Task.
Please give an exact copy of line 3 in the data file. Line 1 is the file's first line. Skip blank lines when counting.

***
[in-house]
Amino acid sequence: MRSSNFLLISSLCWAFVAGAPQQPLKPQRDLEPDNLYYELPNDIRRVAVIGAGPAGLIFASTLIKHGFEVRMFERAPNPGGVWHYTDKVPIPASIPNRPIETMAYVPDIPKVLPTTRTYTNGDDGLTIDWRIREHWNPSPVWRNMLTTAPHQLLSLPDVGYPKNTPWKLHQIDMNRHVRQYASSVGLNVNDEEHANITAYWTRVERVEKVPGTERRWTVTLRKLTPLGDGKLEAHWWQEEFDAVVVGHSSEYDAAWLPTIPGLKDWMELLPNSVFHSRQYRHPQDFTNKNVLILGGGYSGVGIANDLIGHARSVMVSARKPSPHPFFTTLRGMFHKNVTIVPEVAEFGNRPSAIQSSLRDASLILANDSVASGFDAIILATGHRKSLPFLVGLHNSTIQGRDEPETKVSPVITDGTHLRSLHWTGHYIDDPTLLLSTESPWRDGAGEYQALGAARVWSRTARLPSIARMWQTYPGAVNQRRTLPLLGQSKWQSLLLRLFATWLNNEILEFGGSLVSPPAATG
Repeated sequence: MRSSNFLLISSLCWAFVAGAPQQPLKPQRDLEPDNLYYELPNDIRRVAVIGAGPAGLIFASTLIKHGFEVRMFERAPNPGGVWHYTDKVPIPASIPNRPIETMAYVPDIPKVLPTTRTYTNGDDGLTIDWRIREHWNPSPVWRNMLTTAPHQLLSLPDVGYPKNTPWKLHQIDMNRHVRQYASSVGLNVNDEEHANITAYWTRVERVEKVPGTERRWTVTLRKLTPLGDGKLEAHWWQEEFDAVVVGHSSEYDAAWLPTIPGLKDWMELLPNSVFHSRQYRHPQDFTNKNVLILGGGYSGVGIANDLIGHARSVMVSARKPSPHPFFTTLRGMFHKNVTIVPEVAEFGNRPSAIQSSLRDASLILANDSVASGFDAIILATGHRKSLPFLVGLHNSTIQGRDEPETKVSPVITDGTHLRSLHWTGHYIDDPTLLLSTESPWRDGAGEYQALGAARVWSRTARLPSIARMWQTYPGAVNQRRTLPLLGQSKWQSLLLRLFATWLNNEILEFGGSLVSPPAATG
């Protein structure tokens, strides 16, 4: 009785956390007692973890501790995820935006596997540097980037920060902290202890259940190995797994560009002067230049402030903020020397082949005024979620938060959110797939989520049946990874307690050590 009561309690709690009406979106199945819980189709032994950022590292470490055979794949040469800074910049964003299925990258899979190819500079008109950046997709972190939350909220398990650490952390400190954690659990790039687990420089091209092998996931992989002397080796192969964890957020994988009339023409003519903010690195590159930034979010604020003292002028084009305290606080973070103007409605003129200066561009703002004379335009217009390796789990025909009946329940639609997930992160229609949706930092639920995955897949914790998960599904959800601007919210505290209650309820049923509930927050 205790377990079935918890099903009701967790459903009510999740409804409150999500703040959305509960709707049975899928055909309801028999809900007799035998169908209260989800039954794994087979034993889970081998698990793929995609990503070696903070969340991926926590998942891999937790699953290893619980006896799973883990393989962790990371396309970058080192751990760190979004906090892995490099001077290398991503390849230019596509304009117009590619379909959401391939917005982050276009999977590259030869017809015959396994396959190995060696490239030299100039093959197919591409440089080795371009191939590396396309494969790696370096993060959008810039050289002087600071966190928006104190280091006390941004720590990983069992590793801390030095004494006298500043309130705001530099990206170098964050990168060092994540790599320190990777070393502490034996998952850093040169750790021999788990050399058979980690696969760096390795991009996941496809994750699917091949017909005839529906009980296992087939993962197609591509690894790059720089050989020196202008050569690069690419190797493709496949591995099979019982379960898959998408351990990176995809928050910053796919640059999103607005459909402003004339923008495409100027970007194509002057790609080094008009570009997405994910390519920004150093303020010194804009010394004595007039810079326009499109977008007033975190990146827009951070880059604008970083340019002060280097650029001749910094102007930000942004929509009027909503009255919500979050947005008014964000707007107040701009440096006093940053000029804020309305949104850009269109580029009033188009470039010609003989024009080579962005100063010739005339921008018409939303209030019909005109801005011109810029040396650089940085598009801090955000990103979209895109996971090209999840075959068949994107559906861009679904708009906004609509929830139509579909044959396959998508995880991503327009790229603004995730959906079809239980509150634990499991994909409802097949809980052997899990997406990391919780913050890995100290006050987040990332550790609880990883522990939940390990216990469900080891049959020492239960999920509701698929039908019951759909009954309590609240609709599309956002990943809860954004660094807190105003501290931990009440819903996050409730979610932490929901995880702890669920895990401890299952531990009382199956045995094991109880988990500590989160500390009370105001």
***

Repeated sequence: MRSSNFLLISSLCWAFVAGAPQQPLKPQRDLEPDNLYYELPNDIRRVAVIGAGPAGLIFASTLIKHGFEVRMFERAPNPGGVWHYTDKVPIPASIPNRPIETMAYVPDIPKVLPTTRTYTNGDDGLTIDWRIREHWNPSPVWRNMLTTAPHQLLSLPDVGYPKNTPWKLHQIDMNRHVRQYASSVGLNVNDEEHANITAYWTRVERVEKVPGTERRWTVTLRKLTPLGDGKLEAHWWQEEFDAVVVGHSSEYDAAWLPTIPGLKDWMELLPNSVFHSRQYRHPQDFTNKNVLILGGGYSGVGIANDLIGHARSVMVSARKPSPHPFFTTLRGMFHKNVTIVPEVAEFGNRPSAIQSSLRDASLILANDSVASGFDAIILATGHRKSLPFLVGLHNSTIQGRDEPETKVSPVITDGTHLRSLHWTGHYIDDPTLLLSTESPWRDGAGEYQALGAARVWSRTARLPSIARMWQTYPGAVNQRRTLPLLGQSKWQSLLLRLFATWLNNEILEFGGSLVSPPAATG